Dear Dr. Don,
I have read the information on money market funds versus money market mutual funds. Did I read where the U.S. government has offered some protection to these two different investments? I thought I read something about it but can’t find the reference.
— Ed Elucidate
Money market funds and money market mutual funds are two ways of describing the same form of investment. It’s more common to make a distinction between a money market account and a money market mutual fund.
Money market accounts are a bank product and, when held in an FDIC-insured account, are insured against loss of principal by the FDIC up to the limits of that insurance.
The insurance limits temporarily (through Dec. 31, 2009) have been bumped to $250,000, from $100,000. The FDIC Web site explains the change in greater detail in the article “FDIC deposit insurance coverage.”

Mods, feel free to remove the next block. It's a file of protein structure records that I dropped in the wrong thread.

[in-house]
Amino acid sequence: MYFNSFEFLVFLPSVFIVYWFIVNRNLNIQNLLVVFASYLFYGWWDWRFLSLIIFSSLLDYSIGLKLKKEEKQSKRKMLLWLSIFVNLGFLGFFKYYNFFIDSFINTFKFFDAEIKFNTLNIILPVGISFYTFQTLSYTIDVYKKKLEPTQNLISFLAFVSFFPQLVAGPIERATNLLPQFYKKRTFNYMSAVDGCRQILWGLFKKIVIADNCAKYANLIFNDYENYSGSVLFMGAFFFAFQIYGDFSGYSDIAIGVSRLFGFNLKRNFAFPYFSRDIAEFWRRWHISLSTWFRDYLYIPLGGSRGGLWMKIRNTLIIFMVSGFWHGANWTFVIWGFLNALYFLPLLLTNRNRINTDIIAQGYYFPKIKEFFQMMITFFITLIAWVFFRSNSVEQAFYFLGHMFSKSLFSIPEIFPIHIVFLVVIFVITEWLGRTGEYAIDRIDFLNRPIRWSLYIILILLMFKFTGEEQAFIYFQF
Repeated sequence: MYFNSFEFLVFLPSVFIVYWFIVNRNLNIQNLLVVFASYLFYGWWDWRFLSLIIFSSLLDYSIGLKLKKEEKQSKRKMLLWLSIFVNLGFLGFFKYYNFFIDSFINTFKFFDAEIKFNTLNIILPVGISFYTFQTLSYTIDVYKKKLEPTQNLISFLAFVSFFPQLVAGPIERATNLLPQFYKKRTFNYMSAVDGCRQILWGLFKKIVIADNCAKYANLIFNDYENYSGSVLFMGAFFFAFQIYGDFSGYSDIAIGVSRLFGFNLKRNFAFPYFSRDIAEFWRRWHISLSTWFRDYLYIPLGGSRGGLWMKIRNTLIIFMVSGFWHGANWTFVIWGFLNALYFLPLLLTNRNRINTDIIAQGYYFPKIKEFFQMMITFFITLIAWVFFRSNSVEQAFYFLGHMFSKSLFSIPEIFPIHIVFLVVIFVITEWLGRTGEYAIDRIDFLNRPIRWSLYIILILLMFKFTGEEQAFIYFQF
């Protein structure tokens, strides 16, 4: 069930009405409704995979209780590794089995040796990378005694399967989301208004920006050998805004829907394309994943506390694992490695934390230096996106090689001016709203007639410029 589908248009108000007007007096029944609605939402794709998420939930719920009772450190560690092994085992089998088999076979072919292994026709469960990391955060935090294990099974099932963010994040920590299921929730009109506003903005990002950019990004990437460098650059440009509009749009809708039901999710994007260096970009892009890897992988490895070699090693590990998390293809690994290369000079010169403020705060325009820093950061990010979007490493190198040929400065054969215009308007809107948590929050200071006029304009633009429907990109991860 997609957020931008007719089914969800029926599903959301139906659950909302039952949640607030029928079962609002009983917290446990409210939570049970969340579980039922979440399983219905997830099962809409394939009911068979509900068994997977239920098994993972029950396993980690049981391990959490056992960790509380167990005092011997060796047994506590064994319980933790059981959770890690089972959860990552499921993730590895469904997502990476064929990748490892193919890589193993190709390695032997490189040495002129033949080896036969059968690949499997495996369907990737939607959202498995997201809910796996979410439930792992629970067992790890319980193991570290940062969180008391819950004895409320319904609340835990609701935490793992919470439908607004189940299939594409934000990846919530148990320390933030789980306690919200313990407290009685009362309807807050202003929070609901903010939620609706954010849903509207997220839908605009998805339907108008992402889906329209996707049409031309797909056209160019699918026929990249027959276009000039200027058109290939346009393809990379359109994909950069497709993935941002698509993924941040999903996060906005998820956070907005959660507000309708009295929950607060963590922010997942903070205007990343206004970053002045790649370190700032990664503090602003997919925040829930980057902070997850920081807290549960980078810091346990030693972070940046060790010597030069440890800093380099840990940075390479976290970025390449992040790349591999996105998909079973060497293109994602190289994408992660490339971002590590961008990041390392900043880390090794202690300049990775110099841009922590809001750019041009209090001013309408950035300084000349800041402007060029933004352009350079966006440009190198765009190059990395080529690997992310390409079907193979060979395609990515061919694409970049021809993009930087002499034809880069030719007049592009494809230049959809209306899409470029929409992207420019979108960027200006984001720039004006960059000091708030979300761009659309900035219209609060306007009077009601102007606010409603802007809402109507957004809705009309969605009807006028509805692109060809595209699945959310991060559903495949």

Money market mutual funds are not insured investments, but the U.S. government is temporarily allowing fund providers to buy insurance. The government will guarantee that investors in an insured money market mutual fund won’t lose any money for balances invested as of Sept. 19, 2008. The insurance program’s initial term is for three months, but the government can decide to extend the insurance out to Sept. 19, 2009.
The Bankrate feature “Money funds sign up for guarantee” explains the insurance program.
The government instituted this insurance so MMMF investors would feel secure in staying invested in their insured funds — thus eliminating one reason to redeem funds and reinvest elsewhere.